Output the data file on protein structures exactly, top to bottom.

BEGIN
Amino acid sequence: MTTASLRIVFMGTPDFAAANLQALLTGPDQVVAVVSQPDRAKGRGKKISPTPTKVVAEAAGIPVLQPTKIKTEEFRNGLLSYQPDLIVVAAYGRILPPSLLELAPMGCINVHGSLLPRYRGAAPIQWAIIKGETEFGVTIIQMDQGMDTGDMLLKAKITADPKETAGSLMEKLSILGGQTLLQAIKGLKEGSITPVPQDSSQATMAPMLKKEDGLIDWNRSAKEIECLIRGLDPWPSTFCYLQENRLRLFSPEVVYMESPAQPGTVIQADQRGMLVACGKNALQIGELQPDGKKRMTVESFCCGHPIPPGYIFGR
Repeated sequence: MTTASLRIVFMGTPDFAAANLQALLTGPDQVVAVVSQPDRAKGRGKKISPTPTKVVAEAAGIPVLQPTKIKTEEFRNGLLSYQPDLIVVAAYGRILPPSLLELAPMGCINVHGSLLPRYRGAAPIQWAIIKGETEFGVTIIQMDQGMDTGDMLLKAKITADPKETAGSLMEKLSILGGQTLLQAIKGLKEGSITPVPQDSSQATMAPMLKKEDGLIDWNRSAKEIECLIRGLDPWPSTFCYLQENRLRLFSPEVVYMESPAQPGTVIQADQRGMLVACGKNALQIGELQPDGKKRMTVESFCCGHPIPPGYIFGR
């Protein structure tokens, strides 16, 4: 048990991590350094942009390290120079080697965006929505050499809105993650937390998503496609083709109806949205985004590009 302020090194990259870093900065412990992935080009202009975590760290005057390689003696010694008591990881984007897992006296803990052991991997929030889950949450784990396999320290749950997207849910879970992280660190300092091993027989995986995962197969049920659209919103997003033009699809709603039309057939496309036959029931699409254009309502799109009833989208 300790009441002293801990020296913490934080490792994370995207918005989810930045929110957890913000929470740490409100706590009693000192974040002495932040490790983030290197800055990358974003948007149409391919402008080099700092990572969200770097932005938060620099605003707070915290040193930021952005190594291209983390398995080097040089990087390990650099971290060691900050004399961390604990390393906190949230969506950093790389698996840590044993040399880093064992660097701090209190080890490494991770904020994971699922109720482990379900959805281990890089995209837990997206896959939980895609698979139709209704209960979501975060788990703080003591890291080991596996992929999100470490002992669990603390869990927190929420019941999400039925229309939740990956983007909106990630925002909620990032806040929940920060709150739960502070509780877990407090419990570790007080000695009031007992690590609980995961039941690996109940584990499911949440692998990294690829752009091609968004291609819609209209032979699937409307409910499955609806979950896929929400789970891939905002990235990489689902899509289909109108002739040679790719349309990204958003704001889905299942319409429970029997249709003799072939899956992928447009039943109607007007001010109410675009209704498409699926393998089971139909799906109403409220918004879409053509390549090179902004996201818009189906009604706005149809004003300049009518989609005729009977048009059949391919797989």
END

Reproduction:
Amino acid sequence: MTTASLRIVFMGTPDFAAANLQALLTGPDQVVAVVSQPDRAKGRGKKISPTPTKVVAEAAGIPVLQPTKIKTEEFRNGLLSYQPDLIVVAAYGRILPPSLLELAPMGCINVHGSLLPRYRGAAPIQWAIIKGETEFGVTIIQMDQGMDTGDMLLKAKITADPKETAGSLMEKLSILGGQTLLQAIKGLKEGSITPVPQDSSQATMAPMLKKEDGLIDWNRSAKEIECLIRGLDPWPSTFCYLQENRLRLFSPEVVYMESPAQPGTVIQADQRGMLVACGKNALQIGELQPDGKKRMTVESFCCGHPIPPGYIFGR
Repeated sequence: MTTASLRIVFMGTPDFAAANLQALLTGPDQVVAVVSQPDRAKGRGKKISPTPTKVVAEAAGIPVLQPTKIKTEEFRNGLLSYQPDLIVVAAYGRILPPSLLELAPMGCINVHGSLLPRYRGAAPIQWAIIKGETEFGVTIIQMDQGMDTGDMLLKAKITADPKETAGSLMEKLSILGGQTLLQAIKGLKEGSITPVPQDSSQATMAPMLKKEDGLIDWNRSAKEIECLIRGLDPWPSTFCYLQENRLRLFSPEVVYMESPAQPGTVIQADQRGMLVACGKNALQIGELQPDGKKRMTVESFCCGHPIPPGYIFGR
């Protein structure tokens, strides 16, 4: 048990991590350094942009390290120079080697965006929505050499809105993650937390998503496609083709109806949205985004590009 302020090194990259870093900065412990992935080009202009975590760290005057390689003696010694008591990881984007897992006296803990052991991997929030889950949450784990396999320290749950997207849910879970992280660190300092091993027989995986995962197969049920659209919103997003033009699809709603039309057939496309036959029931699409254009309502799109009833989208 300790009441002293801990020296913490934080490792994370995207918005989810930045929110957890913000929470740490409100706590009693000192974040002495932040490790983030290197800055990358974003948007149409391919402008080099700092990572969200770097932005938060620099605003707070915290040193930021952005190594291209983390398995080097040089990087390990650099971290060691900050004399961390604990390393906190949230969506950093790389698996840590044993040399880093064992660097701090209190080890490494991770904020994971699922109720482990379900959805281990890089995209837990997206896959939980895609698979139709209704209960979501975060788990703080003591890291080991596996992929999100470490002992669990603390869990927190929420019941999400039925229309939740990956983007909106990630925002909620990032806040929940920060709150739960502070509780877990407090419990570790007080000695009031007992690590609980995961039941690996109940584990499911949440692998990294690829752009091609968004291609819609209209032979699937409307409910499955609806979950896929929400789970891939905002990235990489689902899509289909109108002739040679790719349309990204958003704001889905299942319409429970029997249709003799072939899956992928447009039943109607007007001010109410675009209704498409699926393998089971139909799906109403409220918004879409053509390549090179902004996201818009189906009604706005149809004003300049009518989609005729009977048009059949391919797989």